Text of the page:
And we, the people of a still speaking God, are still listening. And we are still hearing the stories, not just ones written so long ago, but also ones all around us. And even if this story we hear on Christmas eve every year isn’t changing, we are. And the most miraculous part of it is this: If we are really changing, if we are really being transformed by God’s love for us, then we are becoming people who not only listen to the Christmas story but who also become a part of it ourselves.

If you are truly want to get to know that baby who was born 2,000 years ago, if you truly want to follow the person he grew up to become, then you cannot help being changed. And you cannot help becoming a part of his story. And that means you cannot avoid becoming part of the greater Christmas story, a story of hope, and peace, and joy, and love.

And that’s a good thing. Because the world needs all of those things in abundance right now. The past few weeks, we’ve seen that so clearly. One of the reasons that I believe the Christmas story still matters for us is that I believe God cannot be done with us if we are still inflicting pain on each other. God cannot be done with this world. And that means that God’s people cannot be done working to transform it either.

And that means that you and I, the people who come to celebrate the birth of a child so long ago, have some work to do. And we have a story waiting for us to become a part of it. The child born tonight grew up to be a man who told us to live lives of peace. Who told us to love our neighbors as ourselves. Who told us to turn away from things that ultimately mean little, and instead turn to what really matters; to turn our hearts towards God and towards one another.

This time of the year, we sing a lot of carols about that child. We celebrate in ways we don’t the rest of the year. And we talk about things like peace, and joy, and hope. But if we really mean it, if we really want to be a part of this Christmas story, then we can’t pack those things away next week along with the wrapping paper and the ornaments. We have to be a part of this story every day, and not just every December.

If we are truly doing that, then we will have incredible stories to share ourselves. Stories of kindness and compassion where they were totally unexpected. Stories of generosity in times of scarcity. Stories of peace in a time of violence. Stories of hope in our darkest hours.

What if you were to tell the second part of the Christmas story tonight? What if you were to read this passage we read tonight, and then you were to say, and here’s my second part. Here’s my story about what happened next. Here’s my story about how the love and life of this child born tonight has changed me. Here’s what happened when this Gospel story and my life’s story intersected, and everything changed. The story is the starting point. But you are what happens next.

Christmas is not just about the story of Christ being born in a manger 2,000 years ago. Christmas is about the story of Christ’s love being born in our hearts everyday. And it’s the story of how you respond. Not just tonight, and not just tomorrow, but everyday.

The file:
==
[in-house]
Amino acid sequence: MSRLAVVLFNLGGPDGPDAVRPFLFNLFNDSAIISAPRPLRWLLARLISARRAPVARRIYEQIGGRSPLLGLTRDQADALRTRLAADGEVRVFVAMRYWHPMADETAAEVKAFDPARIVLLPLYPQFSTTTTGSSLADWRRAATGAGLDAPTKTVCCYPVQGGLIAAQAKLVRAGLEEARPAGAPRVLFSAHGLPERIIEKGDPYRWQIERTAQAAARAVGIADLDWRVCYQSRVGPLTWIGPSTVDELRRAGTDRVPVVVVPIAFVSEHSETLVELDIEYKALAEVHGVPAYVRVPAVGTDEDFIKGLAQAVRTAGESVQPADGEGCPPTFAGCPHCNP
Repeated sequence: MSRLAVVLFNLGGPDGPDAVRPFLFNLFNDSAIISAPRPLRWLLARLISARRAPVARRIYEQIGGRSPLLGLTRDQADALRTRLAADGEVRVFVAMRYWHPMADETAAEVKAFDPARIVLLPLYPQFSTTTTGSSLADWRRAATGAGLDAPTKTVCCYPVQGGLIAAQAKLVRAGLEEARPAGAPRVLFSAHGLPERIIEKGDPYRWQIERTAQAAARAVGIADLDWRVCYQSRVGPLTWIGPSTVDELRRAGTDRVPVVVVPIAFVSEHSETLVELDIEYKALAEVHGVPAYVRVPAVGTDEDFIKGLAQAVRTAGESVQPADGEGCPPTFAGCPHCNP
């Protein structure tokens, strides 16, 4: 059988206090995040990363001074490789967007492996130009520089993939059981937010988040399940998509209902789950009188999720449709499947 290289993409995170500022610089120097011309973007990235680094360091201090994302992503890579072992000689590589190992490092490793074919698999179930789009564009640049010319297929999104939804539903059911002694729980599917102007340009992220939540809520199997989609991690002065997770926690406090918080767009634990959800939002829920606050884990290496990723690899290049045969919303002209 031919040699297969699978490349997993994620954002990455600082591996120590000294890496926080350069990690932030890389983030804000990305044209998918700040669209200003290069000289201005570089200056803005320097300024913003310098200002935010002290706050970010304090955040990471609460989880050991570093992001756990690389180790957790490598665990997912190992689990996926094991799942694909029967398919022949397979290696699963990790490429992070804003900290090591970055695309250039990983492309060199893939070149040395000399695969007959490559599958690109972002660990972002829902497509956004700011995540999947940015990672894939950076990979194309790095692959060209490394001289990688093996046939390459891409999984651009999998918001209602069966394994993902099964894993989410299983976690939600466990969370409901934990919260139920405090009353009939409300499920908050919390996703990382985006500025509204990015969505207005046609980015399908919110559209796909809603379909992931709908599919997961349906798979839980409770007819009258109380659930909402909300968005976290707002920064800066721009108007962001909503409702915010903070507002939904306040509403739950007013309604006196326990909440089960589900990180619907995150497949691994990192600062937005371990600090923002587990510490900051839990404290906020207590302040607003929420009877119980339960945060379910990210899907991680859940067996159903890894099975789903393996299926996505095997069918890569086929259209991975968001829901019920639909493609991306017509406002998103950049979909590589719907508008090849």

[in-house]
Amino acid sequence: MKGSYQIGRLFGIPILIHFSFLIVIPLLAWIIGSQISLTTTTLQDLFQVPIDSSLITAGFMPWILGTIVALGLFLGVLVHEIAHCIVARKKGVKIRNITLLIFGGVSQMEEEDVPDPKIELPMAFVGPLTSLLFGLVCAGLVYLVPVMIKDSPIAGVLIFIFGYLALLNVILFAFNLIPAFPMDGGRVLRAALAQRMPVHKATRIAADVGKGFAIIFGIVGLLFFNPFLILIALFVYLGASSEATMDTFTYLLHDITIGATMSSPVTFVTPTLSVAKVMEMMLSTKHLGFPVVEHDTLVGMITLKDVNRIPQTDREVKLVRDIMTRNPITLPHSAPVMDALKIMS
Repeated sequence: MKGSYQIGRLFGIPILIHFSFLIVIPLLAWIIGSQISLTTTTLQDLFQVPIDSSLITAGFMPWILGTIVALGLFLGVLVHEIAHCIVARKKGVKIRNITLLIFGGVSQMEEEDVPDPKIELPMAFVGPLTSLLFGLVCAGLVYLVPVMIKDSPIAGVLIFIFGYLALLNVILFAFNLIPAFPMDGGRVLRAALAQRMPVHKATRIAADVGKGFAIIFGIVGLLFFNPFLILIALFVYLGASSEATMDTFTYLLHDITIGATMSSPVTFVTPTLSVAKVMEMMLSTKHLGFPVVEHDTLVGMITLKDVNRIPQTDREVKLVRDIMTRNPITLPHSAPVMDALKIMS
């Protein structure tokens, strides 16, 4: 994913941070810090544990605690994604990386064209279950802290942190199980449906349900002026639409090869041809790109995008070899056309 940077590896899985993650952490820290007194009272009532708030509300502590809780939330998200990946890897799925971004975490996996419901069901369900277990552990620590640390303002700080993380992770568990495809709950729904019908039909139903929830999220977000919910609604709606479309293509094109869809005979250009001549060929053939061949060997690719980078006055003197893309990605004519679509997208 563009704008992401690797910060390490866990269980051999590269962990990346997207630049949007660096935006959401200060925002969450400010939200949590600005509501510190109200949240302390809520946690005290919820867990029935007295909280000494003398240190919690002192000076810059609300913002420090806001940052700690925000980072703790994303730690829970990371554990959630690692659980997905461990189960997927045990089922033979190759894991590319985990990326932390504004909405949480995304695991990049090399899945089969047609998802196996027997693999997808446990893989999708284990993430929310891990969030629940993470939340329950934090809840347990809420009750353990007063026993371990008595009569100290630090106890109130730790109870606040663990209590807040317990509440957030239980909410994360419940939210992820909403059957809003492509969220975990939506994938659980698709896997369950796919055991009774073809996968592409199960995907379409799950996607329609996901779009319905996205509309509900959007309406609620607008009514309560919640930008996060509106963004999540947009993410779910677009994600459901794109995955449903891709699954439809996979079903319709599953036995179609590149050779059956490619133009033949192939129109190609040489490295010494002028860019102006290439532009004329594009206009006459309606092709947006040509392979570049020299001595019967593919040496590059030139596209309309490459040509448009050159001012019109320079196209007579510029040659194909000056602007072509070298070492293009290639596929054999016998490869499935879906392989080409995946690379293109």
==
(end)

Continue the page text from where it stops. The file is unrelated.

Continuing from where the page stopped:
Next December 24th, I invite you to all join us back here once again. Here’s a spoiler: We’ll be reading the same story. But it’s just the start of the story, and between this year and next year, your Christmas story will have changed. And the more that you open your hearts up to Christ’s love this year, the more you let it be born inside of you, the better that story, your story, will be next year. May Christ’s light shine in your hearts brightly this Christmas eve, and may it shine ever brighter in your lives, and in our world, all through the year.  Amen.

Journey Through Advent – Day 17

Monks brawling in Bethlehem. Copyright, The Times of London

Monks brawling in Bethlehem. Copyright, The Times of London

When we tell and retell the most important stories of our life, we often find that every time we tell it, there are a few details that we can’t leave out of the story. Whether it’s the name of the hotel where you stayed on a honeymoon, or the hospital where your children were born, or what the course looked like on the day you got that hole in one. There is some detail about every important story of your life that may seem insignificant, but that you can’t leave out.

The story of the nativity, the birth of Christ, is no different. There’s one detail we never leave out: When Mary and Joseph got to the inn, they were told there was no room for them there.

 Have you ever wondered whether that was really true? Have you ever wondered if maybe there was room at the inn? Maybe the innkeeper had a couple rooms left, but he saw this unmarried couple with this woman who was obviously pregnant, and decided maybe he didn’t want to rent them a room? Or maybe, even if there weren’t any rooms left, they could have found some place for a woman who was nine months pregnant and about to give birth?

But they didn’t. And so Jesus wasn’t born in the inn.

Sometimes God knocks at our doors and we are asked if there is room in the inn. And sometimes we look out and we don’t really like what we see, or we don’t like what it would mean to let Christ in, and we close the door and say “there’s no place for you here”.

The question is, when you tell the story of your faith, do you want to be the inn that closed its doors? Or do you want to be something else?

Scripture tells us that out in the fields, the shepherds heard the baby had been born. And they got up and they came to the manger and saw the new thing that God had just done in the world.

That’s who I want to be on Christmas Eve, and everyday. I want to be the one who doesn’t close the doors to my heart when God is about to do something new, but the one who hears about it, and comes running. When God works in this world, I want to be a part of that story. Like that piece of ground in Bethlehem, I want to be the everyday thing, that becomes holy, not because of who I am, but because of who Christ is. I want to be a part of the story.